IMF Cuts 2011 Global Growth Prospects




October 6, 2010 by IAN TALLEY


WASHINGTON—Global growth will slow more sharply than expected in 2011 as advanced economies slash their budgets amid the continuing sovereign debt crisis, the International Monetary Fund said Wednesday.



China and India are predicted to remain growth champions. Above, a worker welds a steel frame at the China CSSC Holdings Chengxi Shipyard.



While emerging markets such as China and India are predicted to remain growth champions, European public debt problems will continue to undermine the recovery in industrialized nations.



Growth prospects for the U.S. took the IMF’s largest downgrade, falling to 2.3% from a previous estimate of 2.9%. China’s growth is still expected to fall slightly in 2011, to a still-steamy 9.6%, from 10.5% expansion this year.



The downside risks remain elevated in the face of a fragile economic recovery, the IMF said in its World Economic Outlook. “The financial sector is still vulnerable to shocks and growth appears to be slowing as policy stimulus wanes,” predominantly in advanced economies, the IMF said.



Renewed turbulence from the sovereign-debt crisis has the potential of “inflicting major damage on the recovery,” a risk elevated by the mountainous wall of around $4 trillion in debt that has to be refinanced over the next two years.



“Simultaneously addressing both budgetary and competitiveness problems in a deteriorating external environment is likely to take a heavy toll on growth,” the IMF said.



While specific plans to cut budgets to reduce public debt are urgently needed, if growth slows markedly more than expected, the IMF recommended that some countries with fiscal room to spare should postpone their planned belt-tightening.



The IMF complained that medium-term plans for “growth-friendly” fiscal consolidations promised by rich G-20 nations are still missing. “This task is now more urgent than it was six months ago,” especially given the possibility that some countries may need to postpone their 2011 plans to cut budgets.



High anxieties in the financial sector, weak real-estate markets and slow inventory rebuilding will curb a transition to a privately-led recovery from government-stimulated expansion.



The IMF said a sustained, healthy recovery requires a careful rebalancing act, both domestically and on the global current account. Rich nations need to strengthen private demand, which would buy room for budget cuts. Deficit countries, such as the U.S., need to boost their net exports, while surplus countries, particularly Asia, must cut their net exports.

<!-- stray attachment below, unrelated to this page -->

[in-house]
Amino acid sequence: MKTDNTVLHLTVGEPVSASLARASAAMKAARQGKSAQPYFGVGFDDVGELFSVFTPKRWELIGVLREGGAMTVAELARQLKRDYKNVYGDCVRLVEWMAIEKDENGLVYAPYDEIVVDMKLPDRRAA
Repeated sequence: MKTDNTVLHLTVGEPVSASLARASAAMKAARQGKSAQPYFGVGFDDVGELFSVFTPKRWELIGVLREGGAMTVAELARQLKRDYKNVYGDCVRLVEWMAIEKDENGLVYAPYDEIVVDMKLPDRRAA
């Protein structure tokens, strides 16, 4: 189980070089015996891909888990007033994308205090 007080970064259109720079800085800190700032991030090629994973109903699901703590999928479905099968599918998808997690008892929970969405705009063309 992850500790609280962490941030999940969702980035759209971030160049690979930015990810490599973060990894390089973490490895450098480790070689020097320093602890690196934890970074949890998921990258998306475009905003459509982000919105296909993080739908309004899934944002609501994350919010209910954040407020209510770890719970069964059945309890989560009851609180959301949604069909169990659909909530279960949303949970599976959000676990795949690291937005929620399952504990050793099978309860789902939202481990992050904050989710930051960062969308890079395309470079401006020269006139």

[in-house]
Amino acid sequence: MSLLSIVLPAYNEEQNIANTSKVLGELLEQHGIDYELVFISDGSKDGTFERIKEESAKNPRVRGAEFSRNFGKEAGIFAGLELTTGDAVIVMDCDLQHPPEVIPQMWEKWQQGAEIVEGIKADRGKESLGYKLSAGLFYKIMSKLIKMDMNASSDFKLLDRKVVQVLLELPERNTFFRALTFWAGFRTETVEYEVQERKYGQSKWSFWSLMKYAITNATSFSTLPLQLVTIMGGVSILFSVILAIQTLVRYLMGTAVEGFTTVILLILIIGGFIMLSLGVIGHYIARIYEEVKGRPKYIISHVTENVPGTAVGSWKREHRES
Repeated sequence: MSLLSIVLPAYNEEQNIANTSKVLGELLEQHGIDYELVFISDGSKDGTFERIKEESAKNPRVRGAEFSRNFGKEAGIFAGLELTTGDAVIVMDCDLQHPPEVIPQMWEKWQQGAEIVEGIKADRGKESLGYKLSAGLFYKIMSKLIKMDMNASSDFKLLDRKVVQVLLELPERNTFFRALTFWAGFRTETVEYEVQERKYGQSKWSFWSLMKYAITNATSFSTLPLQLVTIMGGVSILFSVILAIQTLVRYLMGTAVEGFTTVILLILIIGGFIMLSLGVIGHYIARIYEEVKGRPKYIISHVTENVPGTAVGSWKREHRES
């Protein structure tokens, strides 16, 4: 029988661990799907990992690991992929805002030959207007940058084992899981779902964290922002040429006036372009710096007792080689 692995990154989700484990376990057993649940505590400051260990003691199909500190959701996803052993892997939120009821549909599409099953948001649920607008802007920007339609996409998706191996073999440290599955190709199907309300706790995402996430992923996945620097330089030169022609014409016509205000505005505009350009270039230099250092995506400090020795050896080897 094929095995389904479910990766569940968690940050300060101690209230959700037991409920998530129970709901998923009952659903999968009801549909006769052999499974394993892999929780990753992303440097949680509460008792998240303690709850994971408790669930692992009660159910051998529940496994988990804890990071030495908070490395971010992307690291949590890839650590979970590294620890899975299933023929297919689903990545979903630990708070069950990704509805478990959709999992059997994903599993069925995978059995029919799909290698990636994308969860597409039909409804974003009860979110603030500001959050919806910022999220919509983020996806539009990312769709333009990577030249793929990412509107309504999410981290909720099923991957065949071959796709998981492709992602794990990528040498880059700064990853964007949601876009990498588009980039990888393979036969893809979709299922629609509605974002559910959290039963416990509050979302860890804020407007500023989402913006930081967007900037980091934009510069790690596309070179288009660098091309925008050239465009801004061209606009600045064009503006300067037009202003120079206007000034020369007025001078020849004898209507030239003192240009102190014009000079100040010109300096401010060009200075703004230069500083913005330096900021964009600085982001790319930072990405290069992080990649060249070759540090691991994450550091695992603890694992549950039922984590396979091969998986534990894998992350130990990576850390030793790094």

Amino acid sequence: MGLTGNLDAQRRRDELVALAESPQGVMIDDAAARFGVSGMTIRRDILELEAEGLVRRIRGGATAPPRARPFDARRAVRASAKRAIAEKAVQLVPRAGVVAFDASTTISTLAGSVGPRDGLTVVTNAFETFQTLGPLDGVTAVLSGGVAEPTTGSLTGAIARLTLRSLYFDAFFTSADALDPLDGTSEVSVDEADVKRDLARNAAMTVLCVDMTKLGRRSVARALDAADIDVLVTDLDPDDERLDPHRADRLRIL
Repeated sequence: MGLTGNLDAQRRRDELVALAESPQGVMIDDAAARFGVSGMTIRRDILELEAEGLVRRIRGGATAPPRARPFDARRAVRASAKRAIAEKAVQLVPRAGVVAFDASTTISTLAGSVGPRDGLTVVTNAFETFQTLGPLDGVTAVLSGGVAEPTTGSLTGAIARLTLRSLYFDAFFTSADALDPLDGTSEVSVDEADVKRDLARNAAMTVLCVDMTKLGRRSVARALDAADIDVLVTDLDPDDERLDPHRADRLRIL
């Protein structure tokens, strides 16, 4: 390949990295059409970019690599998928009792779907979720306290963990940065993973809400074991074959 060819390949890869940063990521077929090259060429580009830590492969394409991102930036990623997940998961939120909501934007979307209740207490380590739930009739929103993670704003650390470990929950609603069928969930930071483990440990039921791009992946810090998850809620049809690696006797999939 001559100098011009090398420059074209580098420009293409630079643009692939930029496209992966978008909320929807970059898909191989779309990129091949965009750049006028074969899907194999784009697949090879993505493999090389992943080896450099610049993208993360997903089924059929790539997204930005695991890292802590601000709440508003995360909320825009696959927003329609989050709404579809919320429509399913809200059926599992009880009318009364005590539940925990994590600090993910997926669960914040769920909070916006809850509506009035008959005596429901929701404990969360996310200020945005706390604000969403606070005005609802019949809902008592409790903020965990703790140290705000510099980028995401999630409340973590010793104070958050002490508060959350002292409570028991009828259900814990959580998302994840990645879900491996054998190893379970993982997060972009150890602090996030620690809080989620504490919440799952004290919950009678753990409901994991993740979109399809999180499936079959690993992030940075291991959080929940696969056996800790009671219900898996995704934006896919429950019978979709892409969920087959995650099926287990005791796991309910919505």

In a clear nod to the Chinese, the IMF said the rebalancing could only be done with support from greater exchange rate flexibility from undervalued currencies.



Rebalancing and foreign-exchange issues have been propelled to the fore of IMF and ministerial talks in Washington this week, as concerns over the yuan and fiscal tightening have risen in recent weeks.



“Unless financial and structural policies are significantly strengthened, potential output in advanced economies is likely to remain appreciably below precrisis levels,” the IMF said.



Although domestic demand in emerging economies is more robust than previously, the IMF expects global demand rebalancing to stall as domestic consumption won’t be strong enough to offset weaker demand in advanced economies.


Adding to recovery headwinds, the IMF warned that financial sector overhauls need to be accelerated to restore healthy credit levels. “The financial sector remains the Achilles heel of recovery prospects for private demand,” the IMF said, calling restructuring efforts “painfully slow.”



In many countries, the recovery is shaping into largely a jobless one: unemployment in advanced economies has receded only modestly from peak rates, with an estimated 210 million people across the globe without work.



Write to Ian Talley at


Source: Proshare 

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